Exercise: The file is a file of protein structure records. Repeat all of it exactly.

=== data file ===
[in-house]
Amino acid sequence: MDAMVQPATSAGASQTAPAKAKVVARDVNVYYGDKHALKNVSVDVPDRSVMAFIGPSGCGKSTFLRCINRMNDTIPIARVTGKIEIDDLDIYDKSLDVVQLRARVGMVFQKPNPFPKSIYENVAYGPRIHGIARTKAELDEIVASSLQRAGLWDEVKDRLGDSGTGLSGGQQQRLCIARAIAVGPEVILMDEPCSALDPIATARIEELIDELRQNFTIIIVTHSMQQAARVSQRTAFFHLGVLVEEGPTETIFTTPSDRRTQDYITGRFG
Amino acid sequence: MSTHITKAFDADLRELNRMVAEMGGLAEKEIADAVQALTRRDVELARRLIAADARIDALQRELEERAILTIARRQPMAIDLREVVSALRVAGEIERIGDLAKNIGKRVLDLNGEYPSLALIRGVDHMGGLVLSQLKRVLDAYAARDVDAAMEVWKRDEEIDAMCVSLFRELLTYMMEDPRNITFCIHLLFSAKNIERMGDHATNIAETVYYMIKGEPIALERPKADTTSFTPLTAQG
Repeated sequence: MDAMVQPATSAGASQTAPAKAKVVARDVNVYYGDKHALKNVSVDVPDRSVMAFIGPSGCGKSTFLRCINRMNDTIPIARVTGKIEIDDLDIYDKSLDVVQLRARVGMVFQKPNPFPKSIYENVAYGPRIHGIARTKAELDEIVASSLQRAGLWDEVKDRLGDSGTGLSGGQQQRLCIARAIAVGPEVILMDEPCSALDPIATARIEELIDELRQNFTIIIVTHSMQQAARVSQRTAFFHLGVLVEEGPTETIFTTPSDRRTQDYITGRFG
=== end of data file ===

[in-house]
Amino acid sequence: MDAMVQPATSAGASQTAPAKAKVVARDVNVYYGDKHALKNVSVDVPDRSVMAFIGPSGCGKSTFLRCINRMNDTIPIARVTGKIEIDDLDIYDKSLDVVQLRARVGMVFQKPNPFPKSIYENVAYGPRIHGIARTKAELDEIVASSLQRAGLWDEVKDRLGDSGTGLSGGQQQRLCIARAIAVGPEVILMDEPCSALDPIATARIEELIDELRQNFTIIIVTHSMQQAARVSQRTAFFHLGVLVEEGPTETIFTTPSDRRTQDYITGRFG
Amino acid sequence: MSTHITKAFDADLRELNRMVAEMGGLAEKEIADAVQALTRRDVELARRLIAADARIDALQRELEERAILTIARRQPMAIDLREVVSALRVAGEIERIGDLAKNIGKRVLDLNGEYPSLALIRGVDHMGGLVLSQLKRVLDAYAARDVDAAMEVWKRDEEIDAMCVSLFRELLTYMMEDPRNITFCIHLLFSAKNIERMGDHATNIAETVYYMIKGEPIALERPKADTTSFTPLTAQG
Repeated sequence: MDAMVQPATSAGASQTAPAKAKVVARDVNVYYGDKHALKNVSVDVPDRSVMAFIGPSGCGKSTFLRCINRMNDTIPIARVTGKIEIDDLDIYDKSLDVVQLRARVGMVFQKPNPFPKSIYENVAYGPRIHGIARTKAELDEIVASSLQRAGLWDEVKDRLGDSGTGLSGGQQQRLCIARAIAVGPEVILMDEPCSALDPIATARIEELIDELRQNFTIIIVTHSMQQAARVSQRTAFFHLGVLVEEGPTETIFTTPSDRRTQDYITGRFG